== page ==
“Uber’s assertion that they’ve never touched the 14,000 stolen files is disingenuous at best, given their refusal to look in the most obvious place: the computers and devices owned by the head of their self-driving program,” a spokesperson for Waymo said in a statement. “We’re asking the court to step in based on clear evidence that Uber is using, or plans to use, our trade secrets to develop their LIDAR technology, as seen in both circuit board blueprints and filings in the State of Nevada.”

The latest setback for Uber though, came this week, when a judge presiding over the case said he might grant a preliminary injunction to Google. This could scuttle Uber's robocar technology as they may have to halt all testing until the case is resolved. To limit the damage from this ruling, Uber simply issued a response. Uber, at the moment, has dozens of driverless cars - Volvo XC90 SUVs - in Pittsburgh and Tempe, Arizona.

Uber, for its part, wants to avoid a messy trial. Hence the company wants to move the case into arbitration. The case should be subject to an arbitration agreement based on Levandowski's employee contract. Nonetheless, as things stand, the trial is tentatively headed for an October showdown. The next hearing, on the injunction, is scheduled for 3 October.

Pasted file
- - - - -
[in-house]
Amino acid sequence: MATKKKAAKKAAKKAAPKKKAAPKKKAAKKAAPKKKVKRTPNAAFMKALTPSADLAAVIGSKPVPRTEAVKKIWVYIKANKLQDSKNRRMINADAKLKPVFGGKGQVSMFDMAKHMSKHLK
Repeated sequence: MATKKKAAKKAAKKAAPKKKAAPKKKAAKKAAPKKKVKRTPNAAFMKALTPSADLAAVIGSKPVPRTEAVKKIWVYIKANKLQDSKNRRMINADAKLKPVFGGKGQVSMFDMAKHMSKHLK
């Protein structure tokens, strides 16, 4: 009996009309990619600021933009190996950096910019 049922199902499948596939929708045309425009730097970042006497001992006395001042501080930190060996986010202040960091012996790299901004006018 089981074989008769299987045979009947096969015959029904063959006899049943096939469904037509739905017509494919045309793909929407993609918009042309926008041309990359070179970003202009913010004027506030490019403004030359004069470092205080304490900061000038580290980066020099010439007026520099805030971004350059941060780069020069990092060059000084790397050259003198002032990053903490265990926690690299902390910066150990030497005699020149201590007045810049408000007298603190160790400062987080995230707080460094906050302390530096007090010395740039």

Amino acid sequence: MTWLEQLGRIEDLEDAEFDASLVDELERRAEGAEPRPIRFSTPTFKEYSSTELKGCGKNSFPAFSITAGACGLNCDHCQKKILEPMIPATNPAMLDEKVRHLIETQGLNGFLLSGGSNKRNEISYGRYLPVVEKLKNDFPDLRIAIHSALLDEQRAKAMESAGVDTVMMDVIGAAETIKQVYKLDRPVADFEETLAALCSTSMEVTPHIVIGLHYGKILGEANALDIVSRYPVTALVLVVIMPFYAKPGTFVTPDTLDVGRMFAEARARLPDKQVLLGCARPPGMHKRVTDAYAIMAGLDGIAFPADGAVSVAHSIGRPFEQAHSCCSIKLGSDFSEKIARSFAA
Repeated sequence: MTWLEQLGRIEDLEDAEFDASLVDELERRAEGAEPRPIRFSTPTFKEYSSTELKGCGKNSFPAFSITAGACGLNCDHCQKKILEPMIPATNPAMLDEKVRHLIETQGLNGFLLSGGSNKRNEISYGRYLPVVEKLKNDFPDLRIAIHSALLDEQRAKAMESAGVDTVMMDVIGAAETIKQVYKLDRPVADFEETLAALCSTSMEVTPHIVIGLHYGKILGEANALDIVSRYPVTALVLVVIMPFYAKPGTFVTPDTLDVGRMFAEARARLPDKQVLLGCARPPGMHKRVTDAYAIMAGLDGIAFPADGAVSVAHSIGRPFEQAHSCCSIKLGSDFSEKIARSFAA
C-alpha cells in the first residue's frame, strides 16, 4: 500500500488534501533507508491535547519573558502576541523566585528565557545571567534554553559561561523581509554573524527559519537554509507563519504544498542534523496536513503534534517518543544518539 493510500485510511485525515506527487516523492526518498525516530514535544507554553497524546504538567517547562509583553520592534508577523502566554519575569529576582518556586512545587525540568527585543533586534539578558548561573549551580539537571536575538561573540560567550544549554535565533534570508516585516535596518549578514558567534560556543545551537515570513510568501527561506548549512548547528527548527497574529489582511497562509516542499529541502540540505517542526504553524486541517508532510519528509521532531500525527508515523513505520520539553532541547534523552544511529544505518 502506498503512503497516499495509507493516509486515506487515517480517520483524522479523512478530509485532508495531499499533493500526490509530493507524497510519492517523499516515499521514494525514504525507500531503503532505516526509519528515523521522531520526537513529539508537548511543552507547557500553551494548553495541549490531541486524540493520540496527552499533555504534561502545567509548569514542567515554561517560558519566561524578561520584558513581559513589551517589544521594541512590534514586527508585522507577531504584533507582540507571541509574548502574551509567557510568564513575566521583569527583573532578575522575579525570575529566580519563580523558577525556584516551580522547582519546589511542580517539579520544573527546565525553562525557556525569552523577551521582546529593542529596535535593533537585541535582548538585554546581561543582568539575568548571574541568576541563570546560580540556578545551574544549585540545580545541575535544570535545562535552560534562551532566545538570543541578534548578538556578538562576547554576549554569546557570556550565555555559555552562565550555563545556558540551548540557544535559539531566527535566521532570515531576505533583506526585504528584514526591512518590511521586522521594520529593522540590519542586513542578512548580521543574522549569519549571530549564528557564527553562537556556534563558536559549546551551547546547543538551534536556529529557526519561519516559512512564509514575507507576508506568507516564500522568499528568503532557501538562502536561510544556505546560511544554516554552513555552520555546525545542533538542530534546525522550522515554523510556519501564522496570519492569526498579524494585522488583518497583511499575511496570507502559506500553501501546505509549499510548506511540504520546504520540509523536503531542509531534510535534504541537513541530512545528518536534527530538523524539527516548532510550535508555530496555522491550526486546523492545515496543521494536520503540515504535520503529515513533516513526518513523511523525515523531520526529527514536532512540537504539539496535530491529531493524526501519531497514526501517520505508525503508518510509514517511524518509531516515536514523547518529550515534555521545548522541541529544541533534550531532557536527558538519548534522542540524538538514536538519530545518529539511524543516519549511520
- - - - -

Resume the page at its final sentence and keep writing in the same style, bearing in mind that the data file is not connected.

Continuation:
Italy court bans Uber

Uber has been hit with a major setback. In a court ruling issued on Friday, 7 April, all of Uber's services were banned in Italy. This came after a Rome judge said that the ride-hailing service contributed to unfair competition. It ruled in favour of the major taxi associations. All of Uber's services - Black, Lux, Suv, X , XL, Select, and Van – are now blocked from advertising and operating in the country.“We will appeal this ruling that is based on a 25-year-old law. Now the government can’t waste more time and needs to decide whether it wants to remain anchored to the past, protecting privileged profits, or whether it wants to allow Italian to benefit from new technologies," Uber's lawyers said in response to the ruling. (

“We will appeal this ruling that is based on a 25-year-old law. Now the government can’t waste more time and needs to decide whether it wants to remain anchored to the past, protecting privileged profits, or whether it wants to allow Italian to benefit from new technologies," Uber's lawyers said in response to the ruling.

The legal battles began in 2015 and this is the fourth ruling by an Italian judge in favour of major taxi associations in the country. Uber has 10 days to appeal the ruling, or cease all operations in the country. For every day it continues before that, it incurs a $10,600 fine.These two bits of news coupled with the backlash over its treatment of female employees ends a rough last few weeks for the global leader in ride-sharing apps.

These two bits of news coupled with the backlash over its treatment of female employees ends a rough last few weeks for the global leader in ride-sharing apps.

First published: 8 April 2017, 18:36 IST
 
Sahil Bhalla @IMSahilBhalla

Sahil is a correspondent at Catch. A gadget freak, he loves offering free tech support to family and friends. He studied at Sarah Lawrence College, New York and worked previously for Scroll. He selectively boycotts fast food chains, worries about Arsenal, and travels whenever and wherever he can. Sahil is an unapologetic foodie and a film aficionado.